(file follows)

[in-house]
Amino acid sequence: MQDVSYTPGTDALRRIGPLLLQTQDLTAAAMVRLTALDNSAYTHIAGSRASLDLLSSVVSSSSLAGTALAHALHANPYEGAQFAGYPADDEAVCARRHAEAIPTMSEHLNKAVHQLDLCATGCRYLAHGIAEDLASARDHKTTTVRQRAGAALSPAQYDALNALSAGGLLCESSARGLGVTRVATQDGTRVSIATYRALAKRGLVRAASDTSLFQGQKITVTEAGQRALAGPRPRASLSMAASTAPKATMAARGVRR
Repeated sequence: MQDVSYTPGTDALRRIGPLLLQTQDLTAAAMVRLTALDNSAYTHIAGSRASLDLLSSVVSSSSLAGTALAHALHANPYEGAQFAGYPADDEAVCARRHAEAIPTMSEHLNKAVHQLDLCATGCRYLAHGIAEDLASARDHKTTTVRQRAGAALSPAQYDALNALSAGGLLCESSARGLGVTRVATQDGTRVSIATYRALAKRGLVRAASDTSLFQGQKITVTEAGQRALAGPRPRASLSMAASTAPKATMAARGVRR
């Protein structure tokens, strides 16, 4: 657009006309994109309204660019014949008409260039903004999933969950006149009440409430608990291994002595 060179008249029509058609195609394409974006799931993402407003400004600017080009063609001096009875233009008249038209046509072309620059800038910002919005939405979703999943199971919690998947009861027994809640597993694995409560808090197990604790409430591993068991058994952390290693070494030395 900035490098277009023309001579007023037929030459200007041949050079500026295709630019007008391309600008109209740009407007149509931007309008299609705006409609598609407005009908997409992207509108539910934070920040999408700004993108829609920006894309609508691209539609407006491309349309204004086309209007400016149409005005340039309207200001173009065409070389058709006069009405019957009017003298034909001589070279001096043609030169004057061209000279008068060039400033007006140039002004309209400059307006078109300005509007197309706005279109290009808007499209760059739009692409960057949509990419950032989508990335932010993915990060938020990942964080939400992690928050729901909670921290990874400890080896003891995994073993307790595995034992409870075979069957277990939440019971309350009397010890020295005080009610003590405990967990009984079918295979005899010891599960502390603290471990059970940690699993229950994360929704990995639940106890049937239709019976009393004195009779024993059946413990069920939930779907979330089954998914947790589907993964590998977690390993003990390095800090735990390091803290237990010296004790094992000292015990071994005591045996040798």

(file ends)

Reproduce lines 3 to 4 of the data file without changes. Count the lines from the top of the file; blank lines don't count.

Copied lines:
Repeated sequence: MQDVSYTPGTDALRRIGPLLLQTQDLTAAAMVRLTALDNSAYTHIAGSRASLDLLSSVVSSSSLAGTALAHALHANPYEGAQFAGYPADDEAVCARRHAEAIPTMSEHLNKAVHQLDLCATGCRYLAHGIAEDLASARDHKTTTVRQRAGAALSPAQYDALNALSAGGLLCESSARGLGVTRVATQDGTRVSIATYRALAKRGLVRAASDTSLFQGQKITVTEAGQRALAGPRPRASLSMAASTAPKATMAARGVRR
């Protein structure tokens, strides 16, 4: 657009006309994109309204660019014949008409260039903004999933969950006149009440409430608990291994002595 060179008249029509058609195609394409974006799931993402407003400004600017080009063609001096009875233009008249038209046509072309620059800038910002919005939405979703999943199971919690998947009861027994809640597993694995409560808090197990604790409430591993068991058994952390290693070494030395 900035490098277009023309001579007023037929030459200007041949050079500026295709630019007008391309600008109209740009407007149509931007309008299609705006409609598609407005009908997409992207509108539910934070920040999408700004993108829609920006894309609508691209539609407006491309349309204004086309209007400016149409005005340039309207200001173009065409070389058709006069009405019957009017003298034909001589070279001096043609030169004057061209000279008068060039400033007006140039002004309209400059307006078109300005509007197309706005279109290009808007499209760059739009692409960057949509990419950032989508990335932010993915990060938020990942964080939400992690928050729901909670921290990874400890080896003891995994073993307790595995034992409870075979069957277990939440019971309350009397010890020295005080009610003590405990967990009984079918295979005899010891599960502390603290471990059970940690699993229950994360929704990995639940106890049937239709019976009393004195009779024993059946413990069920939930779907979330089954998914947790589907993964590998977690390993003990390095800090735990390091803290237990010296004790094992000292015990071994005591045996040798």